Dick Pinney's Guide Lines: There's plenty of bluefish if you know where to fish
Those early schools of bluefish don’t seem to hang around very long and tend to be small in number but quite large in the individual size of the fish. But the fish that are due here anytime can have mixed sizes and do tend to stay as long as there is enough feed, which is primarily mackerel and herring.
Shoreline fishing for blues is difficult, only because there are very few spots that shore fishermen can cast to feeding fish as they tend to stick with the offshore bait schools. One of the best and most successful shoreline fishing spots for bluefish is at the mouth of the Merrimack River near Plum Island, Mass.. Here, especially on the outgoing tide off the Merrimack River jetties, bluefish will target baitfish that are being swept out of the funnel of the jetties, with the low end of the outgoing tide pushing them into a smaller area and making them more vulnerable to anglers.
The Merrimack jetties are not the only spot that a shorebound angler can have a crack at these fish. The beaches along Plum Island, especially in periods of low light, can have bluefish right up into the surf chasing baitfish and often there are quite a few striped bass that hang just outside the marauding bluefish, feeding on the fish scraps that the bluefish have created with their slashing sharp teeth.
Boat fishermen also have a good chance at these inshore schools of bluefish but their opportunities extend way out to sea and are not limited. One of the better places to catch a lot of bluefish is around the Isles of Shoals.
There are two terrific spots where the blues love to surround baitfish schools. One is White Island Ledge, which is off the White Island Light House. The surf over the ledges provides hiding places for the bluefish and the currents often put schools of baitfish into disarray. Another spot is Cedar Ledge, which is off of Cedar Island. The same thing often happens there. But know that both of these ledges need to be treated with a lot of respect by boaters as the currents and surf are capable of dragging your boat onto one of the ledge peaks and that is terribly dangerous — so keep your distance.
From shore, casting topwater plugs is a good way of attracting a bluefish to strike as well as using cut or whole dead baitfish. Swimming plugs also work well. The same approach also works for casting to blues that are feeding around those offshore ledges but the favorite method is to use a live baitfish hung about five or six feet under a balloon bobber.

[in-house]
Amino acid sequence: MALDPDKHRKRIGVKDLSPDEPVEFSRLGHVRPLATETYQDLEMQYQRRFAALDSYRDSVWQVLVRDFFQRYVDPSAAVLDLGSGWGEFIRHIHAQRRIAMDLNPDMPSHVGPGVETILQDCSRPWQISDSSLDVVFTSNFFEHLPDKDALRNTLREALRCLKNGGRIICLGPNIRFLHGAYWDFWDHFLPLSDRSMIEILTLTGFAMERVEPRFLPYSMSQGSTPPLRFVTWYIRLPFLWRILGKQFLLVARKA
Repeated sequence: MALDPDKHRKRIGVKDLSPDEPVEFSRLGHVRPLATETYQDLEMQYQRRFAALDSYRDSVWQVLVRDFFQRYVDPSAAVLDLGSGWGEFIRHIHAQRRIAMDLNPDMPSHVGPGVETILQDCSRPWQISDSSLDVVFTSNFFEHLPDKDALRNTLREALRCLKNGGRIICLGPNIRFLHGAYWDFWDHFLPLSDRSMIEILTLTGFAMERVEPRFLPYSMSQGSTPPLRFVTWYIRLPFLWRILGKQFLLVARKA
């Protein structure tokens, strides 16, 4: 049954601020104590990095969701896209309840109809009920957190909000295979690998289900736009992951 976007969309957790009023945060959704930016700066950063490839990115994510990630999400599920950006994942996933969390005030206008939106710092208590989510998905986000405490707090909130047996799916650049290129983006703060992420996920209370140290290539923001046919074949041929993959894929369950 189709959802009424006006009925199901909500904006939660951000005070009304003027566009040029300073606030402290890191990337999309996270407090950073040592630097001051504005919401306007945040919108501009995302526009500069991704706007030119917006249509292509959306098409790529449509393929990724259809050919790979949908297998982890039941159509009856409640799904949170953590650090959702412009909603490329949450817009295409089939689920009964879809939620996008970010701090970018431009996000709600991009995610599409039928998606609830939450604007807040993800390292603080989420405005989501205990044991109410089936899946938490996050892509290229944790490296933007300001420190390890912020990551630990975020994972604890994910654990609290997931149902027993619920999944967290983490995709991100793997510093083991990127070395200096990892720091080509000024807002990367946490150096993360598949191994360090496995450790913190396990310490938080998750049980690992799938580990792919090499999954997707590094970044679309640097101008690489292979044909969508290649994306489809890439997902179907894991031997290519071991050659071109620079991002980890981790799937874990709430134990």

Even late in the season, when baitfish can get very scarce inshore, it’s usually possible to catch some bait-sized mackerel or pollock around the Isles of Shoals. Watch your depthfinder for schools of pollock on the side of ledges that the currents are washing over. These small pollock will hit small flashy jigs and Sabiki-type rigs and often there are some mackerel mixed into the pollock schools.
There’s a bad knock on the eating quality of bluefish but that almost universally comes from improper handling of the fish once caught. Bluefish tend to break down a lot faster than stripers because of the amount of blood in their flesh. For wonderful bluefish eating bleed your freshly caught fish by cutting into the gills or at the caudal peduncle, that little area where the tail is attached to the body. Make sure you hold the fish out over the water when bleeding or you will be a mess, as the blood seems to be able to find you when they shake. An alternative to doing this is to fillet the fish right after catching, but most of the time fishermen don’t want to have to interrupt their fishing when the bluefish are on the bite and have to tend to that later.
Ice is the next ingredient to good eating bluefish. Put them on ice immediately after bleeding or filleting. And keep them very cold until it’s time to cook and eat them. Most recipes for cooking stripers will work for bluefish. We’d walk an extra mile for properly cared for and served as Cajon blackened bluefish.
Dick Pinney column appears weekly in the New Hampshire Sunday News Email him at DoDuckInn@aol.com.
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